Setting Priorities

Discussion in 'Back to Basics' started by ranchgirl, May 10, 2011.


  1. ranchgirl

    ranchgirl Monkey+

    Ok...I'm pretty new to the prepping. I'd like to get some other perspectives on this.

    I've always being a stockpiler of food but haven't done much beyond that. We're overseas so can't really do much to stockpile much until we hit stateside. Since we're in Europe, and living in base housing, can't have guns. I do have a carbon AR-15 and my husband has some handguns that are being properly taken care of and stored with my father.

    We're saving all extra money for some land in case my husband's family homestead gets sold.

    The local military Craigslist here has military members getting out of the military and selling off their surplus military equipment- body armor, gun grips, BDU's, ACU's, packs, boots, helmets, etc.

    Now my question is...should I make saving for land my only priority. Or should I take advantage of getting these items? And is there someplace I can price compare to make sure I'm getting a good price on these items?

    Thanks!
     
  2. BTPost

    BTPost Old Fart Snow Monkey Moderator

    The answer typically is, How much does it cost you to ship any Preps back Stateside if your next billet is back home? If the Military does the shipping for cheap/free, then it may be worth the effort to collect some of the more "hard to get" items that may NOT be available in any future stateside billet. If you are limited by weight, and or volume, then you would have to take that into any consideration on what Preps would be included. Land is ALWAYS THE ORIGINAL PREP. If you have LAND, then the rest can be dealt with as time permits. If you do NOT have LAND, then hauling your Preps, around with you becomes an issue, and limits the amount of Preps, that can be stored, and managed. PLANNING, is easily much more important, at this point in your situation, than collecting STUFF. Weapons, Food, Shelter, are all part of the Prep'ers Interest. Does Hubby, take you to the Base Firing Range, and give you opportunities to practice with Firearms, and are you competent, in their use? Do you have a PLAN, for Food Storage, once that your local Personal REQUIREMENTS change to a more civilian Living Environment. Planning for LAND Acquisition, would seem the one main thing that you can start doing now. Planning for where you want to live, AFTER Hubby's Military Service, would seem, also to be something that could be happening now. Things like cost of Living in an area, available Land for purchase, climate, ect, are all things that can be researched NOW, and then put together with other information, to build a After Service Plan.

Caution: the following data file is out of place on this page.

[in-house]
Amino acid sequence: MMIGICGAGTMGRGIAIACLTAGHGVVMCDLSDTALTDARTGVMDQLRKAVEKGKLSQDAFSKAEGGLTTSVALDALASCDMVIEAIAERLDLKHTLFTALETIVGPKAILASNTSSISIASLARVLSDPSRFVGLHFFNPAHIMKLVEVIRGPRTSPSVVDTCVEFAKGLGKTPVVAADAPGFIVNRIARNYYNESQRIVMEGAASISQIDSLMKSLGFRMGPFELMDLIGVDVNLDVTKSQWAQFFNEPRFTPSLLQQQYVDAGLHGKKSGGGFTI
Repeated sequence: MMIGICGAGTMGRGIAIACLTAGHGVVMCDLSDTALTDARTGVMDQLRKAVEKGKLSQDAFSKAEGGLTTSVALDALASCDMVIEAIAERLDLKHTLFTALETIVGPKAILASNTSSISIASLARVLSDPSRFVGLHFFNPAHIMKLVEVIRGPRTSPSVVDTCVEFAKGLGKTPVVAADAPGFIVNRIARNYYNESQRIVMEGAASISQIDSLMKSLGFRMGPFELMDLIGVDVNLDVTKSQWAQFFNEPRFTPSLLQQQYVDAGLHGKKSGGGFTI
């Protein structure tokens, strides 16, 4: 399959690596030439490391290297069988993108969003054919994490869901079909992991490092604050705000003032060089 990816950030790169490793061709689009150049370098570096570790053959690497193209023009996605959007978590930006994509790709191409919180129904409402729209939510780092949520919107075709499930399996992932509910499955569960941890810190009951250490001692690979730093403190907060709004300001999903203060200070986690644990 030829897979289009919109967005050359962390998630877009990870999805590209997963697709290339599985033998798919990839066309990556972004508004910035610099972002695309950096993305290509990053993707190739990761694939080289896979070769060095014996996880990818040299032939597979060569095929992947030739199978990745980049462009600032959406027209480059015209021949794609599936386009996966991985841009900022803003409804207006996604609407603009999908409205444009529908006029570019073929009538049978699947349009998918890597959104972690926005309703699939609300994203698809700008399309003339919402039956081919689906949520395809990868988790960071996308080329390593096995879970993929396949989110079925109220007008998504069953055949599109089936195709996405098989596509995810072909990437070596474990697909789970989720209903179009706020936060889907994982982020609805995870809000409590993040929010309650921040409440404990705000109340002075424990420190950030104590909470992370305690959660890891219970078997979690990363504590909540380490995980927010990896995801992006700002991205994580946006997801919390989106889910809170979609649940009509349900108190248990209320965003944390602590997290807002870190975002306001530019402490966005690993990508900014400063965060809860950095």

Oh and by the way.... I for one THANK You, and your MAN, for the SERVICE you provide, to Momma and I, for our Security in this troubled world..... ..... We want YOU, to know....
     
  3. Tikka

    Tikka Monkey+++

  4. Seacowboys

    Seacowboys Senior Member Founding Member